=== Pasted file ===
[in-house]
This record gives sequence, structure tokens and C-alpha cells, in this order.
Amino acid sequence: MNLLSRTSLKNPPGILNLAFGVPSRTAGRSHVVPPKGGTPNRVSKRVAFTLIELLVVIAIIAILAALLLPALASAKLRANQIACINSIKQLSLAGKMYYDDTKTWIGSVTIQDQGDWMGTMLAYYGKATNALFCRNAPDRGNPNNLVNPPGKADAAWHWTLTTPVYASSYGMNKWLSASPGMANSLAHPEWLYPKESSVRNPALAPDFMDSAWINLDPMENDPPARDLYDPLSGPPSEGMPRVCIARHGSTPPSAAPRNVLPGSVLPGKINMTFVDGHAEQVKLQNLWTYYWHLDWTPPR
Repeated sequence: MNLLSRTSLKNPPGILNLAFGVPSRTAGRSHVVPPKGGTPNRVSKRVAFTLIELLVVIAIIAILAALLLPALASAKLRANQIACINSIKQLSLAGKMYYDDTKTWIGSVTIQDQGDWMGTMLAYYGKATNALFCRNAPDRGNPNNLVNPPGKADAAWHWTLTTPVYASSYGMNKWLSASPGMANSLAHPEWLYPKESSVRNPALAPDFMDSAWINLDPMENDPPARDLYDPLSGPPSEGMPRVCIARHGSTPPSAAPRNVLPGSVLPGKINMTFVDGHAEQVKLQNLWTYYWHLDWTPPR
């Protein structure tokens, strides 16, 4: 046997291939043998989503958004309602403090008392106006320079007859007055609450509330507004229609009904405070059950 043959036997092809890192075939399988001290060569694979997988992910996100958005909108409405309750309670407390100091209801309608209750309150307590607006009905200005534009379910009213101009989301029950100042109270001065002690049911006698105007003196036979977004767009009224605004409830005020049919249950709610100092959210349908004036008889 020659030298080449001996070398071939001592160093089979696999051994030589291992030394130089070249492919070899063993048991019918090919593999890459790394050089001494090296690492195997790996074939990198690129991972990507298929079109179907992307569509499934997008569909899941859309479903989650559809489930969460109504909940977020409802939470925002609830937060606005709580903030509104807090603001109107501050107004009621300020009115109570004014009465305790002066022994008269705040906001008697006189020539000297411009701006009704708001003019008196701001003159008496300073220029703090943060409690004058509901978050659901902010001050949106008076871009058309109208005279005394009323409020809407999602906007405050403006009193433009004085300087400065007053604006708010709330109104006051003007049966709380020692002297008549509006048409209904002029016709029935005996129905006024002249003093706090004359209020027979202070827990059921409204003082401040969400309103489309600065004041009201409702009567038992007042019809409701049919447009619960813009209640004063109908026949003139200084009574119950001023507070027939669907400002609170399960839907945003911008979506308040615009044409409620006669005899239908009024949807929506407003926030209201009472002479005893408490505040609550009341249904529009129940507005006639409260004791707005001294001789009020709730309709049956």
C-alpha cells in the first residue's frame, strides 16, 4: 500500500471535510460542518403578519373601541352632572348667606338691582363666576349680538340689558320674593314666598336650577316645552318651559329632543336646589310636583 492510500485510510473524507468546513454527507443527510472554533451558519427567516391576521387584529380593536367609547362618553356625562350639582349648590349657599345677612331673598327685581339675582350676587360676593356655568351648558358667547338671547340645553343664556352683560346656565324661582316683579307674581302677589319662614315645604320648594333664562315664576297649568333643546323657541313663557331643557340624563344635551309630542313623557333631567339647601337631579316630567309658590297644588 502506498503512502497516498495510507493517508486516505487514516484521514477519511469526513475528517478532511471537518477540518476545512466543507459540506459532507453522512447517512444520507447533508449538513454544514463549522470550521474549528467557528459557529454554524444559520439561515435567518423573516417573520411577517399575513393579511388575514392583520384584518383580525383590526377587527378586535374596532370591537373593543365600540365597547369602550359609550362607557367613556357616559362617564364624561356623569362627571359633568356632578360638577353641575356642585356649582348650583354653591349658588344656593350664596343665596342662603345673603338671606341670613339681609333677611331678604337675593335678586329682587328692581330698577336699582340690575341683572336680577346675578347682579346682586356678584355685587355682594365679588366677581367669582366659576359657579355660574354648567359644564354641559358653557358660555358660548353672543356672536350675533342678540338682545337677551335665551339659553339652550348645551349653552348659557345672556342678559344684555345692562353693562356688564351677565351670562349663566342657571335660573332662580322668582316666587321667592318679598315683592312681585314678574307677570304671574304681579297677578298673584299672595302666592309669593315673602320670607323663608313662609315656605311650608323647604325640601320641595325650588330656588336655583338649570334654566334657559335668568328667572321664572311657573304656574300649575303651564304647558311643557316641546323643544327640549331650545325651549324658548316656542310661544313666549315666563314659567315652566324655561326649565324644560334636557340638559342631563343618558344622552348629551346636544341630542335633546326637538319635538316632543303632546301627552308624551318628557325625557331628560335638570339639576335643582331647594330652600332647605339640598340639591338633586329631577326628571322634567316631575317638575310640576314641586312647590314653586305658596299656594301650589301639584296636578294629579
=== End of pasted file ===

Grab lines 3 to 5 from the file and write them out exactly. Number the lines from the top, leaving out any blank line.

Amino acid sequence: MNLLSRTSLKNPPGILNLAFGVPSRTAGRSHVVPPKGGTPNRVSKRVAFTLIELLVVIAIIAILAALLLPALASAKLRANQIACINSIKQLSLAGKMYYDDTKTWIGSVTIQDQGDWMGTMLAYYGKATNALFCRNAPDRGNPNNLVNPPGKADAAWHWTLTTPVYASSYGMNKWLSASPGMANSLAHPEWLYPKESSVRNPALAPDFMDSAWINLDPMENDPPARDLYDPLSGPPSEGMPRVCIARHGSTPPSAAPRNVLPGSVLPGKINMTFVDGHAEQVKLQNLWTYYWHLDWTPPR
Repeated sequence: MNLLSRTSLKNPPGILNLAFGVPSRTAGRSHVVPPKGGTPNRVSKRVAFTLIELLVVIAIIAILAALLLPALASAKLRANQIACINSIKQLSLAGKMYYDDTKTWIGSVTIQDQGDWMGTMLAYYGKATNALFCRNAPDRGNPNNLVNPPGKADAAWHWTLTTPVYASSYGMNKWLSASPGMANSLAHPEWLYPKESSVRNPALAPDFMDSAWINLDPMENDPPARDLYDPLSGPPSEGMPRVCIARHGSTPPSAAPRNVLPGSVLPGKINMTFVDGHAEQVKLQNLWTYYWHLDWTPPR
């Protein structure tokens, strides 16, 4: 046997291939043998989503958004309602403090008392106006320079007859007055609450509330507004229609009904405070059950 043959036997092809890192075939399988001290060569694979997988992910996100958005909108409405309750309670407390100091209801309608209750309150307590607006009905200005534009379910009213101009989301029950100042109270001065002690049911006698105007003196036979977004767009009224605004409830005020049919249950709610100092959210349908004036008889 020659030298080449001996070398071939001592160093089979696999051994030589291992030394130089070249492919070899063993048991019918090919593999890459790394050089001494090296690492195997790996074939990198690129991972990507298929079109179907992307569509499934997008569909899941859309479903989650559809489930969460109504909940977020409802939470925002609830937060606005709580903030509104807090603001109107501050107004009621300020009115109570004014009465305790002066022994008269705040906001008697006189020539000297411009701006009704708001003019008196701001003159008496300073220029703090943060409690004058509901978050659901902010001050949106008076871009058309109208005279005394009323409020809407999602906007405050403006009193433009004085300087400065007053604006708010709330109104006051003007049966709380020692002297008549509006048409209904002029016709029935005996129905006024002249003093706090004359209020027979202070827990059921409204003082401040969400309103489309600065004041009201409702009567038992007042019809409701049919447009619960813009209640004063109908026949003139200084009574119950001023507070027939669907400002609170399960839907945003911008979506308040615009044409409620006669005899239908009024949807929506407003926030209201009472002479005893408490505040609550009341249904529009129940507005006639409260004791707005001294001789009020709730309709049956």